It was hard to believe that anything could ever top that first show and all of its excitement, but I’d like to believe every single show (30) since has been better than the previous.

I looked back on the setlist for that first night. They opened with Sometimes and they ended the 24 song show with Porch. That show basically equates to the first of 3 sets they’ll play tonight at Wrigley. I assume they’ll play 3.5 hours and over 35 songs. For the people in attendance it will be a night most of them will never forget.

The evolution of my life allows me to be really happy for them tonight- really excited for them. I am always bummed to miss out, but I know that I’ve been so lucky to have seen Pearl Jam 30 times, including 3 at Wrigley.  I am totally cool with adulting this year- getting a new bathroom instead of going to 5 Pearl Jam shows.

And I want to tell you a bunch of really great stories about some of the 30 shows- the people, the places, and the things that made each show so special to me. I want to tell you about shows that I drank at vs shows I’ve seen sober.  For now I will tell you this, because I love stats: I started seeing shows sober in 2009.  I didn’t get sober for good until 2011, because it’s fucking hard to get sober for good, but I have seen 23 of my 30 shows since seeing the first one sober. In 10 years of trying to get to shows while living a life of drinking, I saw 7 shows. In 10 years of seeing shows sober, I saw 3 times as many and I remembered all but 50% of one of those shows (relapse).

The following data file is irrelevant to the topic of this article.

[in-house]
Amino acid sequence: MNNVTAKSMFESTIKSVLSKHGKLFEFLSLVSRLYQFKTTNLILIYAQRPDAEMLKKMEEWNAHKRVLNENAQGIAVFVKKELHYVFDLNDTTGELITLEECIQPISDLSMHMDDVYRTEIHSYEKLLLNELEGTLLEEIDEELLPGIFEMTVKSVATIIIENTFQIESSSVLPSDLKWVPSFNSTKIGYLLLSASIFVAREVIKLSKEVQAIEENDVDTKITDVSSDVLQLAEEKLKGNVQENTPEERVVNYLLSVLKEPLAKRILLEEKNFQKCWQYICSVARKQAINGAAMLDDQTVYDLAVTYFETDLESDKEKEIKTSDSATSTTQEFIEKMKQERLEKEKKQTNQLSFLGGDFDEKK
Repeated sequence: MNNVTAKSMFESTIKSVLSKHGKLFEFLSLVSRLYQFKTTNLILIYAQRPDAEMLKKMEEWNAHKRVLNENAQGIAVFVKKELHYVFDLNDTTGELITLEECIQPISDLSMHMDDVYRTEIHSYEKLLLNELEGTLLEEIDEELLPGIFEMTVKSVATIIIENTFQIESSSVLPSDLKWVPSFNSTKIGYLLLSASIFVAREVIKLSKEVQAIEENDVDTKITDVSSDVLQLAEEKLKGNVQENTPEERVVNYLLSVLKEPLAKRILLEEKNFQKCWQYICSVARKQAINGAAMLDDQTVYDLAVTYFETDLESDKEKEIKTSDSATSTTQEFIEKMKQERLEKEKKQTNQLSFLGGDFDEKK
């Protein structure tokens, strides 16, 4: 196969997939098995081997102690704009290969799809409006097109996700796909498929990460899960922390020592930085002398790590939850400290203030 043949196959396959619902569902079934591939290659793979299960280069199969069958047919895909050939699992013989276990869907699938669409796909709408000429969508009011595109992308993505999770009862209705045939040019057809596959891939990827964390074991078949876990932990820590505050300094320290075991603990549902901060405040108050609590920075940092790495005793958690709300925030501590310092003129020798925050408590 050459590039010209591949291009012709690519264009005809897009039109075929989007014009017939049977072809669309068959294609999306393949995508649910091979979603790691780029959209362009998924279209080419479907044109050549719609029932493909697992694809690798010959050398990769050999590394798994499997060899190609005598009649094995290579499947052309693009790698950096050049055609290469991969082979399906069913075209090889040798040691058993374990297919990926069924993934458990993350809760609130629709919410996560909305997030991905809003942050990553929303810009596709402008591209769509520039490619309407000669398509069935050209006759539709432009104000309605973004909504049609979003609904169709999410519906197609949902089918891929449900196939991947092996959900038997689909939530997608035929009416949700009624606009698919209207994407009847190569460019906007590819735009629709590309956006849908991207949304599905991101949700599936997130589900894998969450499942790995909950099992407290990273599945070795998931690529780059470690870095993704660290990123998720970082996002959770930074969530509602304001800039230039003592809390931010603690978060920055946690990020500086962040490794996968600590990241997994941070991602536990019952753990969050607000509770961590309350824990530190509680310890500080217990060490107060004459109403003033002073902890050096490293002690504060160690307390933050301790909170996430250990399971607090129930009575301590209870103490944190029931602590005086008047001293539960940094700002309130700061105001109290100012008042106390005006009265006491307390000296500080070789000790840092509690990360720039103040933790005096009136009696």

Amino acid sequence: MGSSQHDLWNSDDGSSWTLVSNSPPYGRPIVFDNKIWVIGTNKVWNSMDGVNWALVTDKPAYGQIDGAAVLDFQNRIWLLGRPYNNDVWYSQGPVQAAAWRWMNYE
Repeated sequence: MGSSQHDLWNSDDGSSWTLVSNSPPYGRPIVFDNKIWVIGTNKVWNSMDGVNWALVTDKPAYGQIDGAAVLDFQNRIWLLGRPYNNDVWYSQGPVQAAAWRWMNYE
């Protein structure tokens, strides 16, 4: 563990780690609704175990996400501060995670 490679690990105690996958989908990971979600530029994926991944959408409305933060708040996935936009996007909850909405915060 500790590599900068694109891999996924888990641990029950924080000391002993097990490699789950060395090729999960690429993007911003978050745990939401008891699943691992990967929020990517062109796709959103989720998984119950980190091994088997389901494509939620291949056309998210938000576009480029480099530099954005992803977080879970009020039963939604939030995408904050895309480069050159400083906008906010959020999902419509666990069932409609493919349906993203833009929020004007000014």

Sure, I could continue to tell you ridiculous tales like show #1, with other terrible aliases like Bean Banana, Phillip Tonys, Balakay King, Dan Marino and The Soup-Man…but more than any of that I want to tell you about how this band, its music, and its fans, have been deeply important to me at all points in my life. How my appreciation for what it means to me has grown over the years. How music, in particular the music of Pearl Jam, has guided me through good times and bad; has given me hope during the darkest times.

And maybe I’ll tell you why I have EVEN FLOW tattooed on my knuckles.

Until then, Be Sound.


And I wished for so long cannot stay.
All the precious moments cannot stay.
It’s not like wings have fallen cannot stay.
But still something’s missing cannot say.
Holding hands of daughters and sons,
And their faiths are falling down.
I have wished for so long
How I wish for you today.
Will I walk the long road? Cannot stay
There’s no need to say goodbye
All the friends and family.
All the memories going round.
I have wished for so long.
How I wish for you today.
And the wind keeps rollin’,
And the sky keeps turning gray.
And the sun is set
The sun will rise another day.
I have wished for so long
How I wish for you today.
I have wished for so long
How I wish for you today.
Will I walk the long road?
We all walk the long road
– Long Road (Eddie Vedder)